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A containerized Jenkins setup, with all the tools ready to go, is super useful for the DevOps developer. Jenkins makes it easy to parameterize and manage jobs, and so running numerous tests in parallel is efficient and profitable. Docker allows us to containerize such an environment. This blog post defines an all-in-one Jenkins container for use in DevOps development.
We define our Jenkins container in the Dockerfile, and then build and run it with:
Jenkins allows us to capture and retain output from job runs. We can share output as a link to other developers. We also want Jenkins to establish outgoing connections natively by the host (ie. container not using NAT). This is important to ensure our development jobs have access to services on the host, such as Hologram for aws metadata service. To do this, we can run the container with host networking by passing
--net=host to the docker run command.
The container will open up tcp/8080 directly on the docker host, so it can be hit by others, given proper network/host firewalling rules. Any ports opened by jobs will also open on the host IP, which may also be seen remotely (if multiple jobs try to open the same port, jobs will fail, so these must be run serially). Remote users would need to have a VPN setup, or simply run the container on the cloud, and set TCP/IP rules to allow *only* each developer’s public IP. Please be aware that Remote Code Execution is a serious exploit and a publicly accessible Jenkins is that best way to facilitate that. In addition to layer3/4 TCP/IP firewalling rules, layer 7 application security should always be enforced. This means creating a Jenkins user for each person connecting and setting a secure password for each account.
We need to make our Jenkins home directory available to the container, so we bind the Jenkins directory from our host to
/var/lib/jenkins via adding a volume directive to our docker run command:
We can easily port our environment between hosts by simply rsync’ing jenkins home. We can also encrypt the
/path/to/jenkins/on/host, so that is must be specifically decrypted for the jenkins container to access it. When not using the container, the data can remain encrypted at rest. This can set up by making
/path/to/jenkins/on/host a separate partition, which can then be encrypted. The same process can be very useful when containerizing source control, like Gitlab.
As there are race conditions and possible corruption when running docker-in-docker, it may be better to simply bind the docker socket to the container. This allows containers launched by Jenkins to run on the host in parallel. We also want to bind the vbox device so that jenkins can run vagrant with virtualbox backend. We add these volume directives to our docker run command:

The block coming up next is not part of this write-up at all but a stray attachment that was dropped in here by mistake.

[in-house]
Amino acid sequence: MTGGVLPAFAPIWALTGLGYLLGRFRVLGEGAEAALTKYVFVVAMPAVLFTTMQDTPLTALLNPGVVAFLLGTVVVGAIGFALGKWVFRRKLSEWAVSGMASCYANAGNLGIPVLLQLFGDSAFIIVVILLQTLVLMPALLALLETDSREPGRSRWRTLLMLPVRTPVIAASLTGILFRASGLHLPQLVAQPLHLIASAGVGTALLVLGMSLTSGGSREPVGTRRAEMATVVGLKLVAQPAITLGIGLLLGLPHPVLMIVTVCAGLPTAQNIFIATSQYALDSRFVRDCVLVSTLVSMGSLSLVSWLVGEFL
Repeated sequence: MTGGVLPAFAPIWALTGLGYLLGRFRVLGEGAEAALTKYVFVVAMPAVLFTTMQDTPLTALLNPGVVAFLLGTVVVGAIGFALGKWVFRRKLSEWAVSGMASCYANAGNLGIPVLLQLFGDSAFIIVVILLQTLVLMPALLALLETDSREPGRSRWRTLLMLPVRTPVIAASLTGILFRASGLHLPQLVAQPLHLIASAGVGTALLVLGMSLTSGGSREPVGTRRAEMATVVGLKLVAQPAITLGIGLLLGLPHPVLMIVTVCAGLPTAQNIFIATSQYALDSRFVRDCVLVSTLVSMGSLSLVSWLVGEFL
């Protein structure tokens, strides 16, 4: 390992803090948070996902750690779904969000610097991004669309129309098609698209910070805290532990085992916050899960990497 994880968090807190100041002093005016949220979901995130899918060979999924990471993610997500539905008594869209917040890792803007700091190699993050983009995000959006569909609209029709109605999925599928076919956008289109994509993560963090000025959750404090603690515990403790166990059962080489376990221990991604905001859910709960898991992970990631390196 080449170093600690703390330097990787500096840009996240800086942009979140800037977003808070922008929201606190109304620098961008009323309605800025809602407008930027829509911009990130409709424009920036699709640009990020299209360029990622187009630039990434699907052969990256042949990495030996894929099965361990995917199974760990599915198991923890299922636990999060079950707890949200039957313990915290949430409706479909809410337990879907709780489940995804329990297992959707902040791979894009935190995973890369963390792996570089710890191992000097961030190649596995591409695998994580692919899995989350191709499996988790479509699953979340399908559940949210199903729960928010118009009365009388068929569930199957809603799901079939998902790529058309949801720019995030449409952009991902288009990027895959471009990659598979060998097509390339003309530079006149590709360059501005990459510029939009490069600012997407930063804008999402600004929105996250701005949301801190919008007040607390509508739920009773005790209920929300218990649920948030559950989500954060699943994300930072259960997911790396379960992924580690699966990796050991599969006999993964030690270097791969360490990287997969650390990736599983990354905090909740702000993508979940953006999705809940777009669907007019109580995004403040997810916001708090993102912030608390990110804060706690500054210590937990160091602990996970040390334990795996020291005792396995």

We use the Centos7 base image for our Jenkins container, as we can trust the source origin, as much as is possible, and then we add Jenkins and all our tools on top in the Dockerfile:
Note that most of the above command run as root, however we need to set a few things as the Jenkins user. This is necessary to have nix working properly for the jenkins user. In addition to installing nix, we also prepopulate the centos/7 vbox image into the container. This saves us time as vagrant vbox jobs in jenkins do not have to download when run.
We now have set up various tools commonly used, and can execute them within jenkins. We set the entrypoint for the container to launch Jenkins, the
CMD> directive,…. and we are done.
If all works properly, you should see the Jenkins gui on http://localhost:8080.
A quick test job should show all the above tools are now available to jenkins jobs:
There are other tool-specific Docker containers available, such as the Ansible container, which may better suit certain needs. Other containerization technologies, like libvirt, may be preferable, but the DockerHub makes up for any difficiencies by its ease of container image sharing.
This setup is only a good idea for development. In a production CI environment, Jenkins workers should execute the jobs. Each job would be tied to a specifically locked down worker, based on job requirements. Installing tools in production on the Jenkins Master should not be necessary (other than monitoring tools like CloudWatch Agent or SplunkForwarder). Care should be taken to minimize the master’s attack surface. Docker containers are not meant to run a full interactive environment, with many child processes, so in production it may be that a better Jenkins experience is to be had by running Jenkins natively on bare metal, or a VM like AWS EC2, as opposed to inside a container.
Thanks for reading,
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